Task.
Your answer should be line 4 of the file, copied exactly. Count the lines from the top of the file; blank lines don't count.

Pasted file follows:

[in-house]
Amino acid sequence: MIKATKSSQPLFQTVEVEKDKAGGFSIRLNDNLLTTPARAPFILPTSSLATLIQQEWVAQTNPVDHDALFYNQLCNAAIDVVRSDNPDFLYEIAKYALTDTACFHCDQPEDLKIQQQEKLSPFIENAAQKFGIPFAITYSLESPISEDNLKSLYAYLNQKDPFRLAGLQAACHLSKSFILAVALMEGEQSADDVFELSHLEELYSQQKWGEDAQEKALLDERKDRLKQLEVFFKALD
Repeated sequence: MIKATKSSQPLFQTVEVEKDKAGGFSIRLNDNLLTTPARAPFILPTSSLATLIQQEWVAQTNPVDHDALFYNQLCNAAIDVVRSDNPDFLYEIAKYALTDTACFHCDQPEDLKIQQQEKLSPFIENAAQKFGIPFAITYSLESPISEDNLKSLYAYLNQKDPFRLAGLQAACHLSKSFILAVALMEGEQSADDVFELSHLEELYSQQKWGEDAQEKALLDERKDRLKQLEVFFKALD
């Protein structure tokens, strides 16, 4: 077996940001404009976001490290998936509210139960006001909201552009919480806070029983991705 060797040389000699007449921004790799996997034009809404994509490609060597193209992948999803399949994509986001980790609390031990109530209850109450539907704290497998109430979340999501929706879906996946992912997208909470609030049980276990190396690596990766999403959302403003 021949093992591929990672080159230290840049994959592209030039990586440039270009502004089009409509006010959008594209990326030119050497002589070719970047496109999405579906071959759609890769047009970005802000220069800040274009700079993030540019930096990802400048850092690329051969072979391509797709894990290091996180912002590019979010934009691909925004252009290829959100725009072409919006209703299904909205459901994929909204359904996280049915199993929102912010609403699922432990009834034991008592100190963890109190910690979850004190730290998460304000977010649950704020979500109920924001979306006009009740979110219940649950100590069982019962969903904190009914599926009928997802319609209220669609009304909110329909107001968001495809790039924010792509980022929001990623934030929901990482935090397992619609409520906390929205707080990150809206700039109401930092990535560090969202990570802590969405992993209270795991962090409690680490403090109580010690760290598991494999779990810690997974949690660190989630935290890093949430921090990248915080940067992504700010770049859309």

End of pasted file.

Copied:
């Protein structure tokens, strides 16, 4: 077996940001404009976001490290998936509210139960006001909201552009919480806070029983991705 060797040389000699007449921004790799996997034009809404994509490609060597193209992948999803399949994509986001980790609390031990109530209850109450539907704290497998109430979340999501929706879906996946992912997208909470609030049980276990190396690596990766999403959302403003 021949093992591929990672080159230290840049994959592209030039990586440039270009502004089009409509006010959008594209990326030119050497002589070719970047496109999405579906071959759609890769047009970005802000220069800040274009700079993030540019930096990802400048850092690329051969072979391509797709894990290091996180912002590019979010934009691909925004252009290829959100725009072409919006209703299904909205459901994929909204359904996280049915199993929102912010609403699922432990009834034991008592100190963890109190910690979850004190730290998460304000977010649950704020979500109920924001979306006009009740979110219940649950100590069982019962969903904190009914599926009928997802319609209220669609009304909110329909107001968001495809790039924010792509980022929001990623934030929901990482935090397992619609409520906390929205707080990150809206700039109401930092990535560090969202990570802590969405992993209270795991962090409690680490403090109580010690760290598991494999779990810690997974949690660190989630935290890093949430921090990248915080940067992504700010770049859309």